# Weber modular functions

23 Jun 2016An quick introduction to modular functions, and the Weber modular functions in particular.

## Background

A **modular function** for a subgroup $\Gamma$ of $\operatorname{SL}_2(\mathbf{Z})$ is a meromorphic function $f$ on the upper half plane $\mathbf{H} =\{x+iy\in \mathbf{C} : y > 0\}$, that is invariant by all matrices in $\Gamma$ when they act via

(we also need $f$ to be “meromorphic at the cusps” too but let’s not worry about this right now).

So for example letting $\Gamma$ be the whole of $\operatorname{SL}_2(\mathbf{Z})$ we see that modular functions for $\operatorname{SL}_2(\mathbf{Z})$ must satisfy $f(\tau) = f(\tau+ 1)$ and $f(\tau) = f(-1/\tau) $ for all $\tau\in\mathbf{H}$, as

are both in the modular group. In fact, as the above matrices generate the whole modular group, being invariant under the above two transformations is sufficient for a function on the upper half plane to be modular for $\operatorname{SL}_2(\mathbf{Z})$.

The most well known modular function is undoubtedly the $j$-invariant:

where $q = e^{2\pi i \tau}$. If you haven’t seen the $j$-invariant before this description as a $q$-expansion is not very helpful, but rest assured this function appears very naturally when considering sublattices of $\mathbf{C}$. In any case the properties of this function are the interesting and important part: first and foremost it is as injective as a modular function possibly can be. What I mean by this is that not only does

for any $\tau$, but if $j(\tau) = j(\sigma)$ then there is some matrix

This is useful as it allows you to find out if two points in the upper half plane can be transformed into each other by the above matrix action simply by calculating the value of $j$ at these points. This is especially handy when dealing with elliptic curves, which correspond to points in the upper half plane and are isomorphic only when their representative points are equivalent under the above action. This is the reason that $j$ is called the $j$-invariant.

In addition to this another nice fact about $j$ is that it generates the set of all modular functions for the full modular group when we take rational functions of it, that is

It is no surprise then that $j$ is a sort of poster child for modular functions, and indeed before looking into this topic I don’t think that I knew an interesting example of a modular function other than $j$, well now I do!

## Weber modular functions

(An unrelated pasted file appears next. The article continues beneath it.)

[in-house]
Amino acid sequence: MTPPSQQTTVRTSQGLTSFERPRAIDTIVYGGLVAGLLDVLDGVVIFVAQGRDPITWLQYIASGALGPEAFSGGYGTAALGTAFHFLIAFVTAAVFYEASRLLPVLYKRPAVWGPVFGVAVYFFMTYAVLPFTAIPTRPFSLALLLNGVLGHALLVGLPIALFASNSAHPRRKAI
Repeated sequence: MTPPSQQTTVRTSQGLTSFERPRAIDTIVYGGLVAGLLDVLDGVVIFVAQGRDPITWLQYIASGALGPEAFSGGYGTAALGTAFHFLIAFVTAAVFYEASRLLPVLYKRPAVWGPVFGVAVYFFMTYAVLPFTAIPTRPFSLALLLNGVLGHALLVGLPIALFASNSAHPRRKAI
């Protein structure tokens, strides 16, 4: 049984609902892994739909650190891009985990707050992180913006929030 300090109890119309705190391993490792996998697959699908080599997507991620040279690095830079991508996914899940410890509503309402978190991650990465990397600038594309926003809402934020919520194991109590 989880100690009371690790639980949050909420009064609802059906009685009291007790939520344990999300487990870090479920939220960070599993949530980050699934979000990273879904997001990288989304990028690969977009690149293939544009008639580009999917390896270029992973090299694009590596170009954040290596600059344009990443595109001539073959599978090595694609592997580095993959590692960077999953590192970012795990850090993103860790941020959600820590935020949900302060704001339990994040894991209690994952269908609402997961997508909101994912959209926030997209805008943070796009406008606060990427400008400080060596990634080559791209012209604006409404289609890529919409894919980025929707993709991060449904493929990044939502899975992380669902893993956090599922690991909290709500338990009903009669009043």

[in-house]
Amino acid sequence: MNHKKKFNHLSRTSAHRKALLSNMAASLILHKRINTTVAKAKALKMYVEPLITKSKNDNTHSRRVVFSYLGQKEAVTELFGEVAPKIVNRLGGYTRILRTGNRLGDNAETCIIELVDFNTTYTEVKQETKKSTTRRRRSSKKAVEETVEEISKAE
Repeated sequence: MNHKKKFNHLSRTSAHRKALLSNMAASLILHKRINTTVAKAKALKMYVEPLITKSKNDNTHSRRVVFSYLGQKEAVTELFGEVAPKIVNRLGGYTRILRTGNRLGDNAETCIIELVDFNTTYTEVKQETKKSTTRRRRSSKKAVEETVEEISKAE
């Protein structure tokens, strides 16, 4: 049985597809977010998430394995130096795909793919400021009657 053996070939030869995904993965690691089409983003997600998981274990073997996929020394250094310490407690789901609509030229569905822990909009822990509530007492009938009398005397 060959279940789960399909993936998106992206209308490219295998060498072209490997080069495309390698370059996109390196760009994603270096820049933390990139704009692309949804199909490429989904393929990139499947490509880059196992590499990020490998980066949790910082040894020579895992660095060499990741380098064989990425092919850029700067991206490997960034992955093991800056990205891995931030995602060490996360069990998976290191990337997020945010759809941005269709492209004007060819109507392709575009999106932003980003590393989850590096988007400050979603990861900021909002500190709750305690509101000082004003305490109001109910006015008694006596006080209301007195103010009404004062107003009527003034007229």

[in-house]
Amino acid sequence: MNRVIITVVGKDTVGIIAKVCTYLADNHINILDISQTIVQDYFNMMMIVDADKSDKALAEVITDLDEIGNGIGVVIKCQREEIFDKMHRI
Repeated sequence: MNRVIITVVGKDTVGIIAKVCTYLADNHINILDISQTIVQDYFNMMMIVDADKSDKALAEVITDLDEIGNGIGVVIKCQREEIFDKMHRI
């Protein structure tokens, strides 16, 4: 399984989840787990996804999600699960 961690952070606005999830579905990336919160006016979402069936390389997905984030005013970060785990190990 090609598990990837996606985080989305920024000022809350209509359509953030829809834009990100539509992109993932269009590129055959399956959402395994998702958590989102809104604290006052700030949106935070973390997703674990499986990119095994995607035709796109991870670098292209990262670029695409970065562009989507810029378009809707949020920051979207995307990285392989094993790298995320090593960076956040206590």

In order to define some other modular functions we will use an intermediary function, $\eta$, which has $q$-expansion:

Now $\eta$ is not a modular function, rather a modular form of weight $\frac{1}{2}$, which means that instead of the condition we had for modular functions we have instead that

One consequence of this is that if we divide $\eta$ by another modular form of weight $\frac12$ we get a modular function. But we have only seen one such function so far, $\eta$, and $\eta/\eta$ is not a very interesting function. We can however apply transformations to $\eta$ similar to those above with elements of the general linear group $\operatorname{GL}_2(\mathbf{Z})$ instead (specifically ones that $\eta$ is not invariant under). This will allow us to create new functions of the same type. For instance we let:

These are **Weber modular functions**, named after Heinrich Weber who studied them in his Lehrbuch der Algebra.
Indeed we could have defined these via their $q$-expansions without mention of $\eta$ at all, but that makes them seem rather arbitrary, which they certainly aren’t!

Notice that we have applied the elements

all of which have determinant $2$, to $\eta$ here.

Until now the only modular function we have looked at is $j$, which was a modular function for the whole of $\operatorname{SL}_2(\mathbf{Z})$ so you will no doubt be pleased to hear that these functions are in fact modular for

a proper subgroup of the full modular group.

By virtue of the normalising coefficients we used here, these functions satisfy several nice identities, for example

Whilst these are some very lovely looking expressions, such things aren’t quite as exciting in total isolation. So how can we use these functions? One interesting thing we can do with these functions is generate Hilbert class fields, for this sort of work we it will help to look at Shimura reciprocity, which will be the topic of a future post!